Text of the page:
Martin Riesenburger: Prison Chaplain during the Cold War
From Our Holdings
This document certified in February 1953 that Martin Riesenburger (1896–1965) was employed as a rabbi and responsible for pastoral care in prisons. It is labeled as a "service card" and written on Jewish Community of Berlin letterhead. The card appears makeshift: it was not preprinted, is not on reinforced paper or card, and the passport photo is only stapled to the page. And what does "pastoral care in prisons" mean?
Berlin During the East–West Conflict
The Jewish Community of Berlin was split over the intensification of the East–West conflict in early 1953. The Jews of East Germany suffered reprisals. They were accused of disloyalty to the GDR. Several hundred Jews escaped from East Berlin. The East Berlin community came under surveillance and individual community members were arrested. It is possible that Rabbi Riesenburger was responsible for these prisoners and was granted permission to visit them in prison.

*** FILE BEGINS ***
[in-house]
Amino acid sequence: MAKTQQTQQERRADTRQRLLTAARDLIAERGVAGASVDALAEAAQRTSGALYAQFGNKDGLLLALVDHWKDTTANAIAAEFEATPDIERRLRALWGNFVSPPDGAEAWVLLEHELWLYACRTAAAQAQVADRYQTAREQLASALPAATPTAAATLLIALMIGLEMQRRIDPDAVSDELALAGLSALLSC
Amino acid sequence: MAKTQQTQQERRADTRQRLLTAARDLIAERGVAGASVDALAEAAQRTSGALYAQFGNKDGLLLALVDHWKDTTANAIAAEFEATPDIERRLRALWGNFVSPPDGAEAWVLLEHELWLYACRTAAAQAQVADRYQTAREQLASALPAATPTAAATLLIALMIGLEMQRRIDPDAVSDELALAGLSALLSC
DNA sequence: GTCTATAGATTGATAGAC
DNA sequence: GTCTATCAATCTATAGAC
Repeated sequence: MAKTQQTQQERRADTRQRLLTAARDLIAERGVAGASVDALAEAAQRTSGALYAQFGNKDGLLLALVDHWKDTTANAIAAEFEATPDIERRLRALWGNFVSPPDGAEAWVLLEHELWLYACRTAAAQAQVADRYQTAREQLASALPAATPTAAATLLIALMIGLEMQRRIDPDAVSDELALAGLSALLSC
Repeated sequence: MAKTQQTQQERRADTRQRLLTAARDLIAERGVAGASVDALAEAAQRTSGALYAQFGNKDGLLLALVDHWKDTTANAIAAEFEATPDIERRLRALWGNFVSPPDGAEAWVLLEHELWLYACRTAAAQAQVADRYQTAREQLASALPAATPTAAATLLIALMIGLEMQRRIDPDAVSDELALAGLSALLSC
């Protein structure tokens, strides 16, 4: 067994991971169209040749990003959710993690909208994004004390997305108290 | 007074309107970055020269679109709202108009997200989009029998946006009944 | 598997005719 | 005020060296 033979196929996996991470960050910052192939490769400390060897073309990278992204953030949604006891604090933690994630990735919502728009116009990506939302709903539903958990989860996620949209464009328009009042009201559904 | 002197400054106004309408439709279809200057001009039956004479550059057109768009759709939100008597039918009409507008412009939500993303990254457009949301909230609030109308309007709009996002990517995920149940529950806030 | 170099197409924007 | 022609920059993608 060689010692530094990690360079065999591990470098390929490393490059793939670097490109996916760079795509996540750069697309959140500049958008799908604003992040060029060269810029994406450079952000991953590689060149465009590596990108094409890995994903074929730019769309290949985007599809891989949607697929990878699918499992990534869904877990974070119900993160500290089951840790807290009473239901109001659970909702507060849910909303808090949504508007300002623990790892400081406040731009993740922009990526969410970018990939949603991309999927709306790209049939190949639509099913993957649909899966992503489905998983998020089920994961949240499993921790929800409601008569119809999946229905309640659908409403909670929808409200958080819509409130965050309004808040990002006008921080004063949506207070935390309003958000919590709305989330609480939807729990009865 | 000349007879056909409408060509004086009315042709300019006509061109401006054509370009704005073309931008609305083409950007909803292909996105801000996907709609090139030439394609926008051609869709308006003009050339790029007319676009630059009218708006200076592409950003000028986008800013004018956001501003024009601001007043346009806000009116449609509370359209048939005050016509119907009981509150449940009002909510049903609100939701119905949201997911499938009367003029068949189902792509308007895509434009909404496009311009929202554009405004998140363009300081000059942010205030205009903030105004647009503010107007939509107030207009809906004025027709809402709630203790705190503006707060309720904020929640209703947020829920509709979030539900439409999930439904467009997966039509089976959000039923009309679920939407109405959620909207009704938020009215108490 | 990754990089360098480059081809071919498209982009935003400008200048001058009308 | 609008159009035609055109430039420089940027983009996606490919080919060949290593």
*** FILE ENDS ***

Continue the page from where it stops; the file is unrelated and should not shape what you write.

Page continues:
Rabbi in East Berlin
Riesenburger had survived the period of the Nazi rule thanks to his wife. Lucie Klara Riesenburger had converted to Judaism in the 1920s and was therefore considered a non-Jew according the Nazi racial laws. Following liberation, he led the first Jewish prayer service in Berlin in May 1945. In 1961, the East German government appointed Martin Riesenburger as the chief rabbi of the Jewish communities in the GDR. Martin Riesenburger died four years later in Berlin.
|Title||Martin Riesenburger's Jewish Community of Berlin service card|
|Location and year of origin||Berlin, 16 February 1953|
|Medium||Paper, ink, photograph, staples|
|Dimensions||14,9 x 21 cm|
|Acquisition||Gift of Peter Schulz|